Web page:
ONH

  • fig1male
  • 3303
  • fig4male
  • fig7male
  • 4443-4449
  • 4763-4771
  • 4451-4457
  • fig10female
  • 4420-4425
  • ovipositor
  • fig1male
    1 - Left: Rehn Fig. 1 caption "Male (allotype) Lateral outline of fastigio-facial angle (greatly enlarged)”

    Right: Photo taken at a comparable angle and enlartement.

  • 3303
    2 - Left: Rehn Fig. 2 caption “Male (allotype) Dorsal view of fastigium (greatly enlarged)”

    Right: Photo taken at a comparable angle and enlartement.

  • fig4male
    3 - Left: Rehn Fig 4 caption “Male (allotype) Aedeagus in caudal aspect (greatly enlarged)”

    Right: Photo taken at a comparable angle and enlartement.

  • fig7male
    4 - Left: Rehn Fig. 7 caption: “Male (allotype). Mount Ellinor, Mason County, Washington. Cephalic view of head (greatly enlarged)”

    Right: Photo taken at a comparable angle and enlartement.

  • 4443-4449
    5 - Male abdomen, dorsal view, showing the shield-shaped supraanal plate with no furculum (a forked projection overlying supraanal plate in some grasshopper species), as described in Hilfer, p. 195.
  • 4763-4771
    6 - Male abdomen, dorsal view closeup, showing the shield-shaped supraanal plate with no furculum (a forked projection overlying supraanal plate in some grasshopper species), as described in Hilfer, p. 195.
  • 4451-4457
    7 - Male abdomen, lateral view, showing the shield-shaped supraanal plate.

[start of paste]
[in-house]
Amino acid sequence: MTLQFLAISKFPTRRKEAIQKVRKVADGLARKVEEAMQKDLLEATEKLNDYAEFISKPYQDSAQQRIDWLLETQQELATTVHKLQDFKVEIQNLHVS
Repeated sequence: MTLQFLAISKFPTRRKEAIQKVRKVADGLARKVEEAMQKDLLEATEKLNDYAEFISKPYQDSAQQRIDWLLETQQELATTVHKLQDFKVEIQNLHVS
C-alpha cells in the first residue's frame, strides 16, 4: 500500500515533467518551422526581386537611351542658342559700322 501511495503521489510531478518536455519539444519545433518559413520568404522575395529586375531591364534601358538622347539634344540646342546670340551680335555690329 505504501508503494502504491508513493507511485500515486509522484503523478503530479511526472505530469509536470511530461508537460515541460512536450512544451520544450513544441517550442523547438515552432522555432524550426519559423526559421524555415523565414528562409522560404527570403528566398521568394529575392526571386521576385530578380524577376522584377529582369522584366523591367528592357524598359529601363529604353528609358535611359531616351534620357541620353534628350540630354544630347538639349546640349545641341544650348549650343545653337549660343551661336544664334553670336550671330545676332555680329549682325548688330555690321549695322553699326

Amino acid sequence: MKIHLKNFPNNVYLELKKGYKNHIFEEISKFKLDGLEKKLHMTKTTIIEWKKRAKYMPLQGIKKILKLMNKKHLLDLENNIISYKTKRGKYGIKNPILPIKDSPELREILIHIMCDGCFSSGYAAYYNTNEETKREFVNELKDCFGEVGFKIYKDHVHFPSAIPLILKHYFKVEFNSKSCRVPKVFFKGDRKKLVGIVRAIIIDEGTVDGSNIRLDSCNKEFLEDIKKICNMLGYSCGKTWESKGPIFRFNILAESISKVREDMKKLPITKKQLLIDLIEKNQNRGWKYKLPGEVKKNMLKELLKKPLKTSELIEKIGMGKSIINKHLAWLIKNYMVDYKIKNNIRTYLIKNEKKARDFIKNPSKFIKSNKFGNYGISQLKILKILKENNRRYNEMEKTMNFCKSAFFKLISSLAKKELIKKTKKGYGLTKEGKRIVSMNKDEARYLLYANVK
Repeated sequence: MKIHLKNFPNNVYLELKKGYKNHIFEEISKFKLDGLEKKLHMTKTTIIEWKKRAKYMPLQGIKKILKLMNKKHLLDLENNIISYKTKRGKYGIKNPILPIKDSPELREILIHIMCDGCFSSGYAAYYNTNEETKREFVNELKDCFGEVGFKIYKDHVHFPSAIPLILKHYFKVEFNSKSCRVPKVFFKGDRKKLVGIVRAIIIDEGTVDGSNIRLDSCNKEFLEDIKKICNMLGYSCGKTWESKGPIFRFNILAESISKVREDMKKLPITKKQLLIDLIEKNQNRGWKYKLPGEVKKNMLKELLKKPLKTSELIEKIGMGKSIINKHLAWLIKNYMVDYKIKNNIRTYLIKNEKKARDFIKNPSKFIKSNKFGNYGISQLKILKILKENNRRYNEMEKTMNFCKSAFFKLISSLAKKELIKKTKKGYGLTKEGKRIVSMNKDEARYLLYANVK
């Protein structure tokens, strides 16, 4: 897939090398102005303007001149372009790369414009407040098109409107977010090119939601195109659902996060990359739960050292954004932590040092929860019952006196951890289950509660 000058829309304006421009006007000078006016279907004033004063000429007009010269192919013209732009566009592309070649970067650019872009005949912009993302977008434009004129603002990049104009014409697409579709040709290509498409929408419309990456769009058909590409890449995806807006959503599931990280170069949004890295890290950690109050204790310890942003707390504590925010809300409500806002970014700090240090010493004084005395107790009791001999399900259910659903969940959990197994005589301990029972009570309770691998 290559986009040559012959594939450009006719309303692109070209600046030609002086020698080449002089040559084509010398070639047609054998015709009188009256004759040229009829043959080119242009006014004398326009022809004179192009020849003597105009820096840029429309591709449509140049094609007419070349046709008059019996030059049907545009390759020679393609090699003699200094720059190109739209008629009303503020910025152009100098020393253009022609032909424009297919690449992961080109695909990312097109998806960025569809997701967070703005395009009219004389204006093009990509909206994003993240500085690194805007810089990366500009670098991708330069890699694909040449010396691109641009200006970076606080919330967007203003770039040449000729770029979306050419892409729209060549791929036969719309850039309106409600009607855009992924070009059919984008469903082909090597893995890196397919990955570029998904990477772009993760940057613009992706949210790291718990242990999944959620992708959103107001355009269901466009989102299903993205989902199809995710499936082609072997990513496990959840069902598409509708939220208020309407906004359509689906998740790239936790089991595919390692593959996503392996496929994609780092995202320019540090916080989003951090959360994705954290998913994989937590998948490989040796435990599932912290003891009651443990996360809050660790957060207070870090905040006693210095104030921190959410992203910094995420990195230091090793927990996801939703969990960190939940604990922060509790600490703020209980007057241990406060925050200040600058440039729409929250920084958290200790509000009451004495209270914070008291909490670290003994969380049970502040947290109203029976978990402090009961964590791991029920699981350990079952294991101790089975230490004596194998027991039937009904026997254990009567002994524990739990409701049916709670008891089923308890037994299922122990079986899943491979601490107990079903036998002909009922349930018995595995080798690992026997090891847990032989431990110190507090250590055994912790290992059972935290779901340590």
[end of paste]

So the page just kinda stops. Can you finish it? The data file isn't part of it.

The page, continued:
• fig10female
    8 -Left: Rehn Fig. 10 caption “Female (type). Mount Ellinor, Mason County, Washington. Cephalic aspect of head. (greatly enlarged.)”

    Right: Photo taken at a comparable angle and enlartement.

  • 4420-4425
    9 - Female ovipositor, dorsal view of the ventral ovipositor valves, showing two teeth on each lower valve and the “excavate” surface of the valves. Rehn: “ventral ovipositor valves with their apical sections relatively slender, but moderately decurving, their ventral surface much excavate, the proximolateral tooth relatively strong and angulate, its complementary one on the internal margin smaller but evident,...”
  • ovipositor
    10 - Lateral view of one ventral ovipositor valve, showing the tooth. Helfer: “ovipositor with tooth near base of lower valve”

The identification characteristics we present here come from “Two New Melanoploid Genera (Orthoptera: Acrididae: Cyrtacanthacridinae) from the Western United States,” James A. G. Rehn containing the original description of the new genus and species Nisquallia olympica and the description in and How to Know the Grasshoppers, Crickets, Cockroaches and Their Allies, p. 195, by Jacques R. Helfer. Identification was confirmed in 2012 by Tim McNary, USDA-APHIS, who compared specimens we collected in Olympic National Park (with a permit) to the description in Rehn.
(Thanks to helpful folks on bugguide.net for the initial tip on indentification.)

“Two New Melanoploid Genera (Orthoptera: Acrididae: Cyrtacanthacridinae) from the Western United States” James A. G. Rehn, Transactions of the American Entomological Society (1890-), Vol. 78, No. 2 (Jun., 1952), pp. 101-115. (See JSTOR link Available to read onlline with a free account.)

Jacques R. Helfer, How to Know the Grasshoppers, Crickets, Cockroaches and Their Allies, p. 195 Wm. C. Brown, 1963 (republished in 1987 by Dover)